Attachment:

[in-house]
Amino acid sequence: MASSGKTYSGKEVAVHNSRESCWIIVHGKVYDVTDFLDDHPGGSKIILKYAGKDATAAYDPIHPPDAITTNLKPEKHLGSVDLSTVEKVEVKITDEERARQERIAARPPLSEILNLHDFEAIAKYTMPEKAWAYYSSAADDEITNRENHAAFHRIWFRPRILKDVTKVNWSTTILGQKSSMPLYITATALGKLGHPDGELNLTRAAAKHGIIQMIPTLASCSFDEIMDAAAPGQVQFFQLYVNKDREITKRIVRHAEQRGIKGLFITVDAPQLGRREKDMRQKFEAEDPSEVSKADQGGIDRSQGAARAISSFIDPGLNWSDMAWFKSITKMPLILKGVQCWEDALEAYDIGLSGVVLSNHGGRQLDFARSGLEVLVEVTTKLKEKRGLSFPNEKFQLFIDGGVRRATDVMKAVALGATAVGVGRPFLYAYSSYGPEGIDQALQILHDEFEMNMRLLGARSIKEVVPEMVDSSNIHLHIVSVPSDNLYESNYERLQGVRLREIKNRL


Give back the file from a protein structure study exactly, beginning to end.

[in-house]
Amino acid sequence: MASSGKTYSGKEVAVHNSRESCWIIVHGKVYDVTDFLDDHPGGSKIILKYAGKDATAAYDPIHPPDAITTNLKPEKHLGSVDLSTVEKVEVKITDEERARQERIAARPPLSEILNLHDFEAIAKYTMPEKAWAYYSSAADDEITNRENHAAFHRIWFRPRILKDVTKVNWSTTILGQKSSMPLYITATALGKLGHPDGELNLTRAAAKHGIIQMIPTLASCSFDEIMDAAAPGQVQFFQLYVNKDREITKRIVRHAEQRGIKGLFITVDAPQLGRREKDMRQKFEAEDPSEVSKADQGGIDRSQGAARAISSFIDPGLNWSDMAWFKSITKMPLILKGVQCWEDALEAYDIGLSGVVLSNHGGRQLDFARSGLEVLVEVTTKLKEKRGLSFPNEKFQLFIDGGVRRATDVMKAVALGATAVGVGRPFLYAYSSYGPEGIDQALQILHDEFEMNMRLLGARSIKEVVPEMVDSSNIHLHIVSVPSDNLYESNYERLQGVRLREIKNRL